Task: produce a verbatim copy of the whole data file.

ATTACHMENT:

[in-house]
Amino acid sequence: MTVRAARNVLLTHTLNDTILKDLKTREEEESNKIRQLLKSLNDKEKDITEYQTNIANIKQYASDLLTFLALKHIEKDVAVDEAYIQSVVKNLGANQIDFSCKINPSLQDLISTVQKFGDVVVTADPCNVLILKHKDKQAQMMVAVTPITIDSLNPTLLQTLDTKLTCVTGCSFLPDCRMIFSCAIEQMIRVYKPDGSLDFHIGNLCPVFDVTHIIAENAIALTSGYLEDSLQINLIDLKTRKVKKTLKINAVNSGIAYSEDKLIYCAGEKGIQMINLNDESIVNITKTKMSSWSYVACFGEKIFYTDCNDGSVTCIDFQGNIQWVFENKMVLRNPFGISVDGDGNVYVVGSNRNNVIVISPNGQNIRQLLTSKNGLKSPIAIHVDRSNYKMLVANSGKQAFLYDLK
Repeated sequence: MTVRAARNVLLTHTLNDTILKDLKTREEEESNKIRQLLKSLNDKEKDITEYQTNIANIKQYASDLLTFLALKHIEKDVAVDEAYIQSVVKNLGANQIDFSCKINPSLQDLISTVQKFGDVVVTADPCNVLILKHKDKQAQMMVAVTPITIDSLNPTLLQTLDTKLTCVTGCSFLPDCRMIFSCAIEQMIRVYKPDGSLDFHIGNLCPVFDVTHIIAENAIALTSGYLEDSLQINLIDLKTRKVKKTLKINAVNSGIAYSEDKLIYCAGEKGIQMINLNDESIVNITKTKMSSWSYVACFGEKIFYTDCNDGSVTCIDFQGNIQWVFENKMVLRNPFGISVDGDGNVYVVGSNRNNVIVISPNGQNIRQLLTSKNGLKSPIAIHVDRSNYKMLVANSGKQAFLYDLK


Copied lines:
[in-house]
Amino acid sequence: MTVRAARNVLLTHTLNDTILKDLKTREEEESNKIRQLLKSLNDKEKDITEYQTNIANIKQYASDLLTFLALKHIEKDVAVDEAYIQSVVKNLGANQIDFSCKINPSLQDLISTVQKFGDVVVTADPCNVLILKHKDKQAQMMVAVTPITIDSLNPTLLQTLDTKLTCVTGCSFLPDCRMIFSCAIEQMIRVYKPDGSLDFHIGNLCPVFDVTHIIAENAIALTSGYLEDSLQINLIDLKTRKVKKTLKINAVNSGIAYSEDKLIYCAGEKGIQMINLNDESIVNITKTKMSSWSYVACFGEKIFYTDCNDGSVTCIDFQGNIQWVFENKMVLRNPFGISVDGDGNVYVVGSNRNNVIVISPNGQNIRQLLTSKNGLKSPIAIHVDRSNYKMLVANSGKQAFLYDLK
Repeated sequence: MTVRAARNVLLTHTLNDTILKDLKTREEEESNKIRQLLKSLNDKEKDITEYQTNIANIKQYASDLLTFLALKHIEKDVAVDEAYIQSVVKNLGANQIDFSCKINPSLQDLISTVQKFGDVVVTADPCNVLILKHKDKQAQMMVAVTPITIDSLNPTLLQTLDTKLTCVTGCSFLPDCRMIFSCAIEQMIRVYKPDGSLDFHIGNLCPVFDVTHIIAENAIALTSGYLEDSLQINLIDLKTRKVKKTLKINAVNSGIAYSEDKLIYCAGEKGIQMINLNDESIVNITKTKMSSWSYVACFGEKIFYTDCNDGSVTCIDFQGNIQWVFENKMVLRNPFGISVDGDGNVYVVGSNRNNVIVISPNGQNIRQLLTSKNGLKSPIAIHVDRSNYKMLVANSGKQAFLYDLK